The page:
Ekoomiak, Normee (Canadian Eskimo); Ekoomiak, Normee, illus. Arctic Memories. New York, NY: Henry Holt and Co.; 1990. 32 pages. (upper elementary/secondary).
A bilingual text in English and Inuktuit gives the artist/author's comments on his paintings and applique work depicting boyhood memories. Among the topics covered are games, igloos, Native spirits, and the Inuit version of Christianity. Additional notes describe the Eskimo today and Eskimo language and art. The book includes a brief description of the artist's life.
Hughes, Jill; Wilson, Maurice, illus. Eskimos. Rev. ed. New York, NY: Gloucester Press; 1984. 32 pages. (elementary) ?.
This is an easy-to-read text about Eskimos, in which the author states that "the old hunting life has gone, but they are still the same friendly people today." She then contradicts herself by describing all aspects of traditional life in the present tense: sea life, igloos, travel, whaling, stories and songs, and childhood. The writing is simplistic, causing inevitable generalizations, such as "All Eskimos love drumming and dancing." Includes color illustrations and graphics, a glossary and an index.
Planche, Bernard; Grant, Donald, illus. Living With the Eskimos. Ossining, NY: Young Discovery Library; 1988. 38 pages. (lower elementary).
This short book for young readers describes the homes, food, clothing, and everyday life of a Greenland Eskimo community. Information on traditional lifestyles is often interspersed with references to modern Inuit life, resulting in a confusing presentation. Includes information on animals of the Arctic and other "people of the snows."
Siska, Heather Smith. People of the Ice: How the Inuit Lived. Vancouver: Douglas & McIntyre, Ltd.; 1980. 47 pages. (upper elementary).
An informative guide to the Inuit people of the Arctic, this book includes information on the land and people, family, clothing, housing, food, hunting and fishing, beliefs and customs, and arts and crafts. A section on the effects of white encroachment describes the history of Inuit-white contact from the 17th century to the present, with information on the whaling industry, missionaries, traders, diseases, World War II, and indigenous cooperatives. Illustrated with many detailed black-and-white line drawings.
Smith, J. H. Greg. Eskimos: The Inuit of the Arctic. Vero Beach, FL: Rourke Publications, Inc.; 1987. 48 pages. (Original Peoples). (upper elementary) *.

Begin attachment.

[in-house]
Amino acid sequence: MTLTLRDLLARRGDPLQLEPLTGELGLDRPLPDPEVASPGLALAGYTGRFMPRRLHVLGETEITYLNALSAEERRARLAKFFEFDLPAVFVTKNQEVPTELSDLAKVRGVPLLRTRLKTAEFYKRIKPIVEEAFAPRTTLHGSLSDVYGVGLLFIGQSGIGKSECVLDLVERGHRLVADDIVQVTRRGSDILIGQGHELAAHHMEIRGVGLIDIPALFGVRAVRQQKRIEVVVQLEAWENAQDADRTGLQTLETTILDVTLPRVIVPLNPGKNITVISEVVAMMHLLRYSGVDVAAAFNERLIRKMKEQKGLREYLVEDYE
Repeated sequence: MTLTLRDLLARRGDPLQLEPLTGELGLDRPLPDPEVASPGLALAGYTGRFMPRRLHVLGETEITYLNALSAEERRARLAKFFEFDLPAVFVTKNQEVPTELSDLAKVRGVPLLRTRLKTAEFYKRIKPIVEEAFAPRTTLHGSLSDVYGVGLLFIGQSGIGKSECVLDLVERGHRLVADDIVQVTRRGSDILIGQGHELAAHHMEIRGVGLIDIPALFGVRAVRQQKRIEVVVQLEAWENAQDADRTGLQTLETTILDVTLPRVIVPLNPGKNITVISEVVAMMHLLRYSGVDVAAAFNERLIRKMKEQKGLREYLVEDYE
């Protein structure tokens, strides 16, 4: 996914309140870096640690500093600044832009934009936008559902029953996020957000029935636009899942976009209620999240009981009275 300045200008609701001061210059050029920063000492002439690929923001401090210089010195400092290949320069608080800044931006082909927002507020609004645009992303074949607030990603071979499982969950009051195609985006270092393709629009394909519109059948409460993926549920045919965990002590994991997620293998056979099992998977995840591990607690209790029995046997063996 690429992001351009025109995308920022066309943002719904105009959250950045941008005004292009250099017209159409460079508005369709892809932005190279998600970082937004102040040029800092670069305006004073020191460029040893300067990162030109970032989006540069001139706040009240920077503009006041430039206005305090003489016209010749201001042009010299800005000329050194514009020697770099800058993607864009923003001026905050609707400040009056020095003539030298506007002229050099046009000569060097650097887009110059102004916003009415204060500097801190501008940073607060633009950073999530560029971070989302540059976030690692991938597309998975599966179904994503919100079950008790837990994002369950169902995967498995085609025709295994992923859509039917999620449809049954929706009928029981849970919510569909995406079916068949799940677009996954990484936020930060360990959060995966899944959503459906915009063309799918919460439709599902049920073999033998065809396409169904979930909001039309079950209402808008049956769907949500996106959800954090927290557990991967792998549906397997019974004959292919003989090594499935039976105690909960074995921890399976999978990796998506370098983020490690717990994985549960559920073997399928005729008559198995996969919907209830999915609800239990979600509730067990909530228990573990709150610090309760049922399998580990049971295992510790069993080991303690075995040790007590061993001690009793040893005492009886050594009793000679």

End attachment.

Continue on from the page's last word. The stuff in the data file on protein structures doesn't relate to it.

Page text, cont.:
This clearly written guide "tells the story of the Inuit---their history, their life-style today, and their future in the modern world." The book covers such topics as hunting; social life; the changes brought by missionaries, fur traders, and whalers; and the drastically different modern world of the Inuit. Particularly appealing is the book's emphasis on the recent history of the Inuit and their lives today, including the balance of traditional Inuit customs and lifeways with modern cultural influences and the future of the Inuit. Includes color and black-and-white photographs and illustrations, glossaries, bibliography, and index.
Steltzer, Ulli; Steltzer, Ulli, photog. Building an Igloo. Toronto, Ontario: Camdaen House Publications; 1991. 32 pages. (elementary) *.
This is a photographic description of how an Inuit father and son build a snow house. Today, Inuit live in Western-style houses, but still build igloos as temporary hunting shelters.
Andrews, Jan; Wallace, Ian, illus. Very Last First Time. New York, NY: Atheneum (Margaret K. McElderry); 1986. 28 pages. (lower elementary) *.
A contemporary Inuit girl goes mussel-collecting for the first time alone. This fascinating story describes an aspect of traditional life set against a contemporary background. The text and the beautifully detailed, full-color illustrations give the reader a real sense of life in the Ungava Bay region of northern Canada.
Damjam, Mischa; Wilkon, Jozef, illustrator. Atuk. English translation of 1964 Swiss ed. New York, NY: North-South Books; 1990. 26 pages. (lower elementary).
Five-year-old Atuk's dog is eaten by a wolf. Years later, Atuk avenges himself by killing the wolf but finds that this does not bring him happiness. This book offers no insight into American Indian or Eskimo cultural life. Includes full-color illustrations on every page.
Davis, Deborah; Labrasca, Judy, illus. The Secret of the Seal. New York, NY: Crown Publishers, Inc.; 1989. 57 pages. (elementary).
This is the story of Kyo, a young boy living in a small Eskimo settlement, who hopes to kill his first seal. Kyo finally encounters a seal, but is unable to kill the trusting animal and, instead, befriends it. The seal is at risk when Kyo's uncle visits to capture a seal for a zoo in the city. Includes black-and-white illustrations.